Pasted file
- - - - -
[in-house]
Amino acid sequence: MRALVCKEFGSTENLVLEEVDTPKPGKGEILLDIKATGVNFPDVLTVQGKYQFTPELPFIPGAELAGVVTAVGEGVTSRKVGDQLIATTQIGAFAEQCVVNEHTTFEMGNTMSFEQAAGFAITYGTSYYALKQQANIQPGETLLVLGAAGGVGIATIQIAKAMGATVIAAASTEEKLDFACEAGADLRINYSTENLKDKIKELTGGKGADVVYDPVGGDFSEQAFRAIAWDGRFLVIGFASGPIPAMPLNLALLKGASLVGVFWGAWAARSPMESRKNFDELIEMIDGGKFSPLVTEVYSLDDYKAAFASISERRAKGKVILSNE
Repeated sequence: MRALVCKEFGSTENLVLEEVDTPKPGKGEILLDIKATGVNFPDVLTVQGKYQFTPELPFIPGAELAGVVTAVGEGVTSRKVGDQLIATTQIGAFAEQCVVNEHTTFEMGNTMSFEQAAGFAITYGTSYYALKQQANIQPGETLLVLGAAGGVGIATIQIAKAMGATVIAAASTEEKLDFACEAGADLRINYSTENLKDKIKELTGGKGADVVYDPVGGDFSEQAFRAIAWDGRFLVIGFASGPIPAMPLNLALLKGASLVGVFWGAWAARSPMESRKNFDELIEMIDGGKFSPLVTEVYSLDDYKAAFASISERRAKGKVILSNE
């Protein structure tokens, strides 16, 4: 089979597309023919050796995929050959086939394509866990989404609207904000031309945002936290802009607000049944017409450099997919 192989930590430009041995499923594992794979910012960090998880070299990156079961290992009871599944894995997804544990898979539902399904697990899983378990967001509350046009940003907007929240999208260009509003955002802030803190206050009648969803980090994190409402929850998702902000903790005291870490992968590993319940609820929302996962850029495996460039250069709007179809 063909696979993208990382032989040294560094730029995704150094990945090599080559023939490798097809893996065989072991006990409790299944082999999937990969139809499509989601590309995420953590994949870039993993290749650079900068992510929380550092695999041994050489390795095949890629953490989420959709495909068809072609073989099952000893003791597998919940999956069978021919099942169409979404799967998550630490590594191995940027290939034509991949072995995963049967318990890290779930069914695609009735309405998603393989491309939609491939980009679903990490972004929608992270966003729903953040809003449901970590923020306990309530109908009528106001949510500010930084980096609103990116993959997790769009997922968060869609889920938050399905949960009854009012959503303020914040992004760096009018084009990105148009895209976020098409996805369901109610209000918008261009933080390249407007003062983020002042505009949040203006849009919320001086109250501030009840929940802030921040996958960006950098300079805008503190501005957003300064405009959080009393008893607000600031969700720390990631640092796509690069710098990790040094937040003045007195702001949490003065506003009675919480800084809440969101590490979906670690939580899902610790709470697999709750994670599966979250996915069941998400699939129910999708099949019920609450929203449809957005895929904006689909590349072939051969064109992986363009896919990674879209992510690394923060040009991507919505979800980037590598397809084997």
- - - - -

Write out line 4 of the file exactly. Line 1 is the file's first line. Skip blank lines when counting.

């Protein structure tokens, strides 16, 4: 089979597309023919050796995929050959086939394509866990989404609207904000031309945002936290802009607000049944017409450099997919 192989930590430009041995499923594992794979910012960090998880070299990156079961290992009871599944894995997804544990898979539902399904697990899983378990967001509350046009940003907007929240999208260009509003955002802030803190206050009648969803980090994190409402929850998702902000903790005291870490992968590993319940609820929302996962850029495996460039250069709007179809 063909696979993208990382032989040294560094730029995704150094990945090599080559023939490798097809893996065989072991006990409790299944082999999937990969139809499509989601590309995420953590994949870039993993290749650079900068992510929380550092695999041994050489390795095949890629953490989420959709495909068809072609073989099952000893003791597998919940999956069978021919099942169409979404799967998550630490590594191995940027290939034509991949072995995963049967318990890290779930069914695609009735309405998603393989491309939609491939980009679903990490972004929608992270966003729903953040809003449901970590923020306990309530109908009528106001949510500010930084980096609103990116993959997790769009997922968060869609889920938050399905949960009854009012959503303020914040992004760096009018084009990105148009895209976020098409996805369901109610209000918008261009933080390249407007003062983020002042505009949040203006849009919320001086109250501030009840929940802030921040996958960006950098300079805008503190501005957003300064405009959080009393008893607000600031969700720390990631640092796509690069710098990790040094937040003045007195702001949490003065506003009675919480800084809440969101590490979906670690939580899902610790709470697999709750994670599966979250996915069941998400699939129910999708099949019920609450929203449809957005895929904006689909590349072939051969064109992986363009896919990674879209992510690394923060040009991507919505979800980037590598397809084997």